Russia after the War: Hopes, Illusions, and Disappointments, 1945-1957

By Elena Zubkova; Hugh Ragsdale | Go to book overview

Chapter 6
The State and the Peasant:
Village Antagonism to the
Collective Farm

Everybody expected changes after the war. These expectations suffused the whole society, enabling people to survive and to hope that a new and better life would soon begin. Not everyone could imagine this new life in detail, a life without war, and the general picture of hopes and only partially formulated wishes clearly distinguished the different expectations and pretensions of one social group from another. Among the peasantry, hopes for the future centered on a single great question: what would happen after the war to the collective farm?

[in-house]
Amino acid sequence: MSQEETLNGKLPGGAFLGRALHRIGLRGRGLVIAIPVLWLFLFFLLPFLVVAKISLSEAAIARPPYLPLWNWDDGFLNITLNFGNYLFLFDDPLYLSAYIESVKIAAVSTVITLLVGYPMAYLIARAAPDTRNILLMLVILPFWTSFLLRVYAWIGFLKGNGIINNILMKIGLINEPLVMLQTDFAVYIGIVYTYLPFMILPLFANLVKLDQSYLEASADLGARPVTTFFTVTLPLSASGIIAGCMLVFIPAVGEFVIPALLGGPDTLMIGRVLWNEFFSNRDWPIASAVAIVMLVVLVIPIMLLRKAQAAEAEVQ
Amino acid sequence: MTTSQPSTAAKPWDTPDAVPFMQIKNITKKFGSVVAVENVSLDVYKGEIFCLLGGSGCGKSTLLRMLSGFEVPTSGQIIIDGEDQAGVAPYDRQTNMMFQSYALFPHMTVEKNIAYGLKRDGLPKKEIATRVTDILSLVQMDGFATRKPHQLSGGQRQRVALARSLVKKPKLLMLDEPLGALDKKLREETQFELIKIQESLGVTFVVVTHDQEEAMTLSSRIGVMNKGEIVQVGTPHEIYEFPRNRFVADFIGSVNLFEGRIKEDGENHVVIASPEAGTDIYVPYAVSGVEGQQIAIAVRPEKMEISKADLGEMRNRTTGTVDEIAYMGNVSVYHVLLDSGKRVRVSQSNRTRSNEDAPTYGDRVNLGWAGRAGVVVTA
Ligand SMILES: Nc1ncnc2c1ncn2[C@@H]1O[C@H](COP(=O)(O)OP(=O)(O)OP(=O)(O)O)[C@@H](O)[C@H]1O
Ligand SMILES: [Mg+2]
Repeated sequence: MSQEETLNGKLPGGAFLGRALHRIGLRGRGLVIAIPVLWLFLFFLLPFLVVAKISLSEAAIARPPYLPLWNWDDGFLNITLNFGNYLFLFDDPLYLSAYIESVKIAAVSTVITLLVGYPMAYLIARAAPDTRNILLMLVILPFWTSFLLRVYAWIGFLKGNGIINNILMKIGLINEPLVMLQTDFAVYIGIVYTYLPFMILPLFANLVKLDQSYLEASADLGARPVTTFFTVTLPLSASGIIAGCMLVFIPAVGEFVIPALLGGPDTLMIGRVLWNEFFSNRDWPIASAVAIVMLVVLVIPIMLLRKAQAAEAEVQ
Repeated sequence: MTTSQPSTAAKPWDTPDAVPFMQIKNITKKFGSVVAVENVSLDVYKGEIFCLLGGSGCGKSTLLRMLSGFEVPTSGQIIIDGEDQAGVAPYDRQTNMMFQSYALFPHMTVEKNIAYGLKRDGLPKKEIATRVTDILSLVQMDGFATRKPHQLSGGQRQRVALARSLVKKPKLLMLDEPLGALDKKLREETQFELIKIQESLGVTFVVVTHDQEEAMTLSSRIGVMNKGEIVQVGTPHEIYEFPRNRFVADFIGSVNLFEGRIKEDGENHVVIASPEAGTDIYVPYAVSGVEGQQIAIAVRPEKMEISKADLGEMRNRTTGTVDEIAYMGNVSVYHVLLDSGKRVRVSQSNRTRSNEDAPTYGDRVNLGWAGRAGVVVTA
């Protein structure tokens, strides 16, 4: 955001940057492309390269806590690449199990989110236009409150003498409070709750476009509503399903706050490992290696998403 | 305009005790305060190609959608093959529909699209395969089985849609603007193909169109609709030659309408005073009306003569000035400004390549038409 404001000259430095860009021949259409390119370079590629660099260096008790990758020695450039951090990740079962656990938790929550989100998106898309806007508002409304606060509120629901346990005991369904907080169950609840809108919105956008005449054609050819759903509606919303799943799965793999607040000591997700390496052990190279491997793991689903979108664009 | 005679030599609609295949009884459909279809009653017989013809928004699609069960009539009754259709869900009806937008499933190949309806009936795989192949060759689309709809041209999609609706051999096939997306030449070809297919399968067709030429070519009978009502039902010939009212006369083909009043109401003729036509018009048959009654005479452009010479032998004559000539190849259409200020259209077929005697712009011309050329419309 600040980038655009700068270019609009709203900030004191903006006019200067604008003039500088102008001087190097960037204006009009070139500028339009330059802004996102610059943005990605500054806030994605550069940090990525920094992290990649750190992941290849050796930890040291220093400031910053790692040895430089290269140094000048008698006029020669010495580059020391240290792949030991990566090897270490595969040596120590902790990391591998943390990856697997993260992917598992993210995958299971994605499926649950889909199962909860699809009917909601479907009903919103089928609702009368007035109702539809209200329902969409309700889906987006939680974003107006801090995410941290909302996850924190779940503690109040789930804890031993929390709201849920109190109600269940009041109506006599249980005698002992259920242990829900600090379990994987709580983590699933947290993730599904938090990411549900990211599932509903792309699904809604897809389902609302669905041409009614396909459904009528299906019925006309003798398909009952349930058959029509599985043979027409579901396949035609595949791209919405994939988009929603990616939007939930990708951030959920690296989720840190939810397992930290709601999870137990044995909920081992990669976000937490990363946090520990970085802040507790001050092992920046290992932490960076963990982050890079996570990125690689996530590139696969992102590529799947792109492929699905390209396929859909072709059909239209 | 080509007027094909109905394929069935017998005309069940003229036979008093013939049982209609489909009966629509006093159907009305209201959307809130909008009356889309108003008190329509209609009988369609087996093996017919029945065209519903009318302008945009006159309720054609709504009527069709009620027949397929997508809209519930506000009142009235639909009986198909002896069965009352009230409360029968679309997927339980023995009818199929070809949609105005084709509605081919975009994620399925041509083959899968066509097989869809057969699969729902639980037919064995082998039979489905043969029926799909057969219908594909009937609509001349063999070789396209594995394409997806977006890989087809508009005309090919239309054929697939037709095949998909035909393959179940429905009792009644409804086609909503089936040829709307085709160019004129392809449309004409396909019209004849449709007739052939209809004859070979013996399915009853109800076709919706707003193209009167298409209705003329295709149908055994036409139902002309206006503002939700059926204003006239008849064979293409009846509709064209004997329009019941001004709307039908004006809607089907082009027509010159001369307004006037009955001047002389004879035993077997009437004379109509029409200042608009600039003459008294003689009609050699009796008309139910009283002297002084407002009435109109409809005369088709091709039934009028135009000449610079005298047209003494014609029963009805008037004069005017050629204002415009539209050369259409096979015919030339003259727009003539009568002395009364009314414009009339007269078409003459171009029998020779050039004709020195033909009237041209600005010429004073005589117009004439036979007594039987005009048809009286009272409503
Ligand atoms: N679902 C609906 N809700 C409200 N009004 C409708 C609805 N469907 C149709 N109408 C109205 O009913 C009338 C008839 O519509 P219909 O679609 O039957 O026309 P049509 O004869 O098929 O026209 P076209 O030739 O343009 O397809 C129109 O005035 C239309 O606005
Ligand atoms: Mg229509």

Formally organized on the basis of voluntary principles, during the war the collective farm system was finally transformed into an institution of forced, heavy, and virtually unpaid labor. In 1942, the government issued a special order increasing the obligatory minimum of individual workdays. 1 Collective farmers who failed to fulfill the minimal norm without sufficient reason were subject to legal action and to punitive corrective-labor obligations in their own collective farm for a period of six months, while 25 percent of their usual earnings were diverted to the farm. First introduced during the war, these policies continued after the end of hostilities. In addition, by an order of 31 May 1947, the government prolonged the wartime practice of the increased minimum of workdays and the legal responsibility for fulfilling the obligation. 2 The most serious problem of collective farm labor, however, was not its intensiveness but the fact that it was progressively devalued such that the level of farmers' income fell to the

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